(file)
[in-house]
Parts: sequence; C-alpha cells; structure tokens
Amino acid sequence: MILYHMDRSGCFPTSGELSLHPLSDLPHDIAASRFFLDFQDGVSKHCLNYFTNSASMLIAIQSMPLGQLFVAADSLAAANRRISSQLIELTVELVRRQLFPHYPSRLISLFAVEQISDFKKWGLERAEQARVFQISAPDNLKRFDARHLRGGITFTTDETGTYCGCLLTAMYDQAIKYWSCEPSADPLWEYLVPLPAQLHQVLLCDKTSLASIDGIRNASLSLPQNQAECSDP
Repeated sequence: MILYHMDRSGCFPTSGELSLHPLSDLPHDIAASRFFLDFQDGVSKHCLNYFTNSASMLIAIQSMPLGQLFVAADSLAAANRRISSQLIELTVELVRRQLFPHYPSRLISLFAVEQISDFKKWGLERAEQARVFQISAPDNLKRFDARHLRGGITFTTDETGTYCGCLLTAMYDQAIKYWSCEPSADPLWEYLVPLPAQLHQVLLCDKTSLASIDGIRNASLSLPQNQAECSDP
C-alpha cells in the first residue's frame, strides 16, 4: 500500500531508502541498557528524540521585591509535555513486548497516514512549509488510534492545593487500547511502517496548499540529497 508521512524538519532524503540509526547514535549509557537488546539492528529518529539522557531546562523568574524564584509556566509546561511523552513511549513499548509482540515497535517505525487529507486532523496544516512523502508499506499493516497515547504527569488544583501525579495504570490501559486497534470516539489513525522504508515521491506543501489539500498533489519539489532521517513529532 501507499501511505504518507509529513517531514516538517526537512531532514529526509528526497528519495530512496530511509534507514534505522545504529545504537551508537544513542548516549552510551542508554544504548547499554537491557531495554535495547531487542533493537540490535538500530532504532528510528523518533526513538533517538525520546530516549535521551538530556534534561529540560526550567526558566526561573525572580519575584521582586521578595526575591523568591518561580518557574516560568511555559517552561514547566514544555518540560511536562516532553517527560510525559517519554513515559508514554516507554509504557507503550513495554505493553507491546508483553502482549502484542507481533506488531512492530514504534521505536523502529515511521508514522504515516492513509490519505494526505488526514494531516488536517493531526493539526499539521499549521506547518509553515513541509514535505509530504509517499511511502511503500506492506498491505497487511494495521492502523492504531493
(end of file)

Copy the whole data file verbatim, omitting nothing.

[in-house]
Parts: sequence; C-alpha cells; structure tokens
Amino acid sequence: MILYHMDRSGCFPTSGELSLHPLSDLPHDIAASRFFLDFQDGVSKHCLNYFTNSASMLIAIQSMPLGQLFVAADSLAAANRRISSQLIELTVELVRRQLFPHYPSRLISLFAVEQISDFKKWGLERAEQARVFQISAPDNLKRFDARHLRGGITFTTDETGTYCGCLLTAMYDQAIKYWSCEPSADPLWEYLVPLPAQLHQVLLCDKTSLASIDGIRNASLSLPQNQAECSDP
Repeated sequence: MILYHMDRSGCFPTSGELSLHPLSDLPHDIAASRFFLDFQDGVSKHCLNYFTNSASMLIAIQSMPLGQLFVAADSLAAANRRISSQLIELTVELVRRQLFPHYPSRLISLFAVEQISDFKKWGLERAEQARVFQISAPDNLKRFDARHLRGGITFTTDETGTYCGCLLTAMYDQAIKYWSCEPSADPLWEYLVPLPAQLHQVLLCDKTSLASIDGIRNASLSLPQNQAECSDP
C-alpha cells in the first residue's frame, strides 16, 4: 500500500531508502541498557528524540521585591509535555513486548497516514512549509488510534492545593487500547511502517496548499540529497 508521512524538519532524503540509526547514535549509557537488546539492528529518529539522557531546562523568574524564584509556566509546561511523552513511549513499548509482540515497535517505525487529507486532523496544516512523502508499506499493516497515547504527569488544583501525579495504570490501559486497534470516539489513525522504508515521491506543501489539500498533489519539489532521517513529532 501507499501511505504518507509529513517531514516538517526537512531532514529526509528526497528519495530512496530511509534507514534505522545504529545504537551508537544513542548516549552510551542508554544504548547499554537491557531495554535495547531487542533493537540490535538500530532504532528510528523518533526513538533517538525520546530516549535521551538530556534534561529540560526550567526558566526561573525572580519575584521582586521578595526575591523568591518561580518557574516560568511555559517552561514547566514544555518540560511536562516532553517527560510525559517519554513515559508514554516507554509504557507503550513495554505493553507491546508483553502482549502484542507481533506488531512492530514504534521505536523502529515511521508514522504515516492513509490519505494526505488526514494531516488536517493531526493539526499539521499549521506547518509553515513541509514535505509530504509517499511511502511503500506492506498491505497487511494495521492502523492504531493